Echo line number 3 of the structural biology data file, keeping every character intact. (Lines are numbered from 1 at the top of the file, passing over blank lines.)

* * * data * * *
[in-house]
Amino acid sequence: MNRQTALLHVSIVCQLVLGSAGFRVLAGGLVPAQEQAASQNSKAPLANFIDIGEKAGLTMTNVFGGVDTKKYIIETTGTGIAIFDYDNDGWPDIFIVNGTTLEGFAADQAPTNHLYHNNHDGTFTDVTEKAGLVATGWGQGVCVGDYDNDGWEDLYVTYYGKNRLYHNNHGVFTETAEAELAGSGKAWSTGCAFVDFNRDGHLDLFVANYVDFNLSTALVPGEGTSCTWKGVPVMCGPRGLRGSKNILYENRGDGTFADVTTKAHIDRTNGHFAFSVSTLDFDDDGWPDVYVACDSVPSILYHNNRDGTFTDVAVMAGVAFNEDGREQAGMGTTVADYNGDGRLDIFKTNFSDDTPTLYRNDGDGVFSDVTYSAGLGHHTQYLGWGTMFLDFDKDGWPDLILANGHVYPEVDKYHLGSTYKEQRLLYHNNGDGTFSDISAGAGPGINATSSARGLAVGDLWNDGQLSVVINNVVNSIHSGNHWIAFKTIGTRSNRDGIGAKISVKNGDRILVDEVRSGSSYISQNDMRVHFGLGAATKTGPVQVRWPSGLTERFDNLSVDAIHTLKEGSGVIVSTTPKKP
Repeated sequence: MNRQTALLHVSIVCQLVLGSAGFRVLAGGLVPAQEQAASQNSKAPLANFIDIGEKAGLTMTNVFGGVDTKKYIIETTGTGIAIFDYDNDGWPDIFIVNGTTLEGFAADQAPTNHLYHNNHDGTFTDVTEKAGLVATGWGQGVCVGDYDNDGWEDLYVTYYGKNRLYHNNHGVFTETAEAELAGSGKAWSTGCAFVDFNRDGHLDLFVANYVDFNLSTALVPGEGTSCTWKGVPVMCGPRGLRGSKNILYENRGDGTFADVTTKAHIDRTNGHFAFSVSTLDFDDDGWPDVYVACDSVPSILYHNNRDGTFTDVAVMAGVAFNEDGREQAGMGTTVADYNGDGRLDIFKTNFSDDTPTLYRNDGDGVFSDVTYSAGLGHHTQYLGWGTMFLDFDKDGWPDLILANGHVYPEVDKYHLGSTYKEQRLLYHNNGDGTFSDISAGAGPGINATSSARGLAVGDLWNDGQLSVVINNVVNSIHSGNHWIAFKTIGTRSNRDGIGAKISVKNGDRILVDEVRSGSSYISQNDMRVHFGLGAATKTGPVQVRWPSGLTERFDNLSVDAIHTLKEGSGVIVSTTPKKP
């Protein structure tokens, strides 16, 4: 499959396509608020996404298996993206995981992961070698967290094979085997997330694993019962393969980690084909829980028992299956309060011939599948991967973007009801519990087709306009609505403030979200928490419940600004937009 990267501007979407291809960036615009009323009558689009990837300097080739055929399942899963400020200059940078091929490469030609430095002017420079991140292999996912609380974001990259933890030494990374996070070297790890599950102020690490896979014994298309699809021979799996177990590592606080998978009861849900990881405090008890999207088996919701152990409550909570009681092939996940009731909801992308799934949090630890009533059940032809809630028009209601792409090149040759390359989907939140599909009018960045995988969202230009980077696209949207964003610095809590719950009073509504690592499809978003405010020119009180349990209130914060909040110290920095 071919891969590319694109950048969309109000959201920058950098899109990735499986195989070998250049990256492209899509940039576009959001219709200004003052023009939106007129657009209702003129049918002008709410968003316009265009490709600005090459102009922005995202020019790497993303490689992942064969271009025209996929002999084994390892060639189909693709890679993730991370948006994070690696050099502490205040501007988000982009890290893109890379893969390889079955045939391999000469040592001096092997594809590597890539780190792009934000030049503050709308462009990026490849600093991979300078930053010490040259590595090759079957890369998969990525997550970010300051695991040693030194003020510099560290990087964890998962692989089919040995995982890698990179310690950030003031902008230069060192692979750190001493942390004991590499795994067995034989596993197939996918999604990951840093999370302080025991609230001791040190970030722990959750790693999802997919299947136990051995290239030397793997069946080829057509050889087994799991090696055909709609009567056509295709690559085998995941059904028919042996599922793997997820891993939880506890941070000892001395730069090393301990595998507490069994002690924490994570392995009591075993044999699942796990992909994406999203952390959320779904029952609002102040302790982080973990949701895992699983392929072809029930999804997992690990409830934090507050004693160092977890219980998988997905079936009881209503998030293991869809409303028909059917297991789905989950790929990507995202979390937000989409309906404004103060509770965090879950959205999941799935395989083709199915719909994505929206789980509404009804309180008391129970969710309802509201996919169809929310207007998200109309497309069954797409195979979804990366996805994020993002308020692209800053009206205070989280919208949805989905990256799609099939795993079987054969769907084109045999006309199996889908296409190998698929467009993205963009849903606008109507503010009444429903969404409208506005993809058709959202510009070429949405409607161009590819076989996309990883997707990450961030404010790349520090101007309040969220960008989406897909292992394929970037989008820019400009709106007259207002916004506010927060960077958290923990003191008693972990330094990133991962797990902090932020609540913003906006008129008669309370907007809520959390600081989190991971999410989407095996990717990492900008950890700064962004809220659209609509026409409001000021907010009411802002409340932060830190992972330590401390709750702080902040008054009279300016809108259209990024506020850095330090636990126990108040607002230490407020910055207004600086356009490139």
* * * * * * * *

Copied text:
Repeated sequence: MNRQTALLHVSIVCQLVLGSAGFRVLAGGLVPAQEQAASQNSKAPLANFIDIGEKAGLTMTNVFGGVDTKKYIIETTGTGIAIFDYDNDGWPDIFIVNGTTLEGFAADQAPTNHLYHNNHDGTFTDVTEKAGLVATGWGQGVCVGDYDNDGWEDLYVTYYGKNRLYHNNHGVFTETAEAELAGSGKAWSTGCAFVDFNRDGHLDLFVANYVDFNLSTALVPGEGTSCTWKGVPVMCGPRGLRGSKNILYENRGDGTFADVTTKAHIDRTNGHFAFSVSTLDFDDDGWPDVYVACDSVPSILYHNNRDGTFTDVAVMAGVAFNEDGREQAGMGTTVADYNGDGRLDIFKTNFSDDTPTLYRNDGDGVFSDVTYSAGLGHHTQYLGWGTMFLDFDKDGWPDLILANGHVYPEVDKYHLGSTYKEQRLLYHNNGDGTFSDISAGAGPGINATSSARGLAVGDLWNDGQLSVVINNVVNSIHSGNHWIAFKTIGTRSNRDGIGAKISVKNGDRILVDEVRSGSSYISQNDMRVHFGLGAATKTGPVQVRWPSGLTERFDNLSVDAIHTLKEGSGVIVSTTPKKP